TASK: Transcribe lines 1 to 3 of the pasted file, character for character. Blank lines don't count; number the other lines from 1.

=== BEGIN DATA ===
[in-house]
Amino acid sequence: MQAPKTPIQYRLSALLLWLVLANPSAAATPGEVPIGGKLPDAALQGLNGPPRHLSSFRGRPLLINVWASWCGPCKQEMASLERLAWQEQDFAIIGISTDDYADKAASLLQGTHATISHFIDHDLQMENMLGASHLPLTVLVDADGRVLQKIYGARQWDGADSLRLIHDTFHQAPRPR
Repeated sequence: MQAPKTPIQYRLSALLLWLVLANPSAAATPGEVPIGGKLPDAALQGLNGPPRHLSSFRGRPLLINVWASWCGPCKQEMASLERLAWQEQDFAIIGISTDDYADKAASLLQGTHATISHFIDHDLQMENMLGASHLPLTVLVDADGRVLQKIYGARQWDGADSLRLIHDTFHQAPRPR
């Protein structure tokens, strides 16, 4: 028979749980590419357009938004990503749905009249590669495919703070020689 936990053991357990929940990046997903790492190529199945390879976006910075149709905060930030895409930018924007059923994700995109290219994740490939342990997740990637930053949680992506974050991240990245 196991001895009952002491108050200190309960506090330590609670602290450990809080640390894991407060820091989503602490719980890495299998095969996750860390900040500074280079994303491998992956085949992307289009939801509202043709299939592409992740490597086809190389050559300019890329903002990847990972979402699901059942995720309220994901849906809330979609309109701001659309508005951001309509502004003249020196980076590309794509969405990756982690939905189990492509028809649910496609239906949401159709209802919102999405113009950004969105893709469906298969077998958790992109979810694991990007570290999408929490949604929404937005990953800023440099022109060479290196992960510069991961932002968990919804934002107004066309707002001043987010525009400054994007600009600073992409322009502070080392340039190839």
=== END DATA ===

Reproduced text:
[in-house]
Amino acid sequence: MQAPKTPIQYRLSALLLWLVLANPSAAATPGEVPIGGKLPDAALQGLNGPPRHLSSFRGRPLLINVWASWCGPCKQEMASLERLAWQEQDFAIIGISTDDYADKAASLLQGTHATISHFIDHDLQMENMLGASHLPLTVLVDADGRVLQKIYGARQWDGADSLRLIHDTFHQAPRPR
Repeated sequence: MQAPKTPIQYRLSALLLWLVLANPSAAATPGEVPIGGKLPDAALQGLNGPPRHLSSFRGRPLLINVWASWCGPCKQEMASLERLAWQEQDFAIIGISTDDYADKAASLLQGTHATISHFIDHDLQMENMLGASHLPLTVLVDADGRVLQKIYGARQWDGADSLRLIHDTFHQAPRPR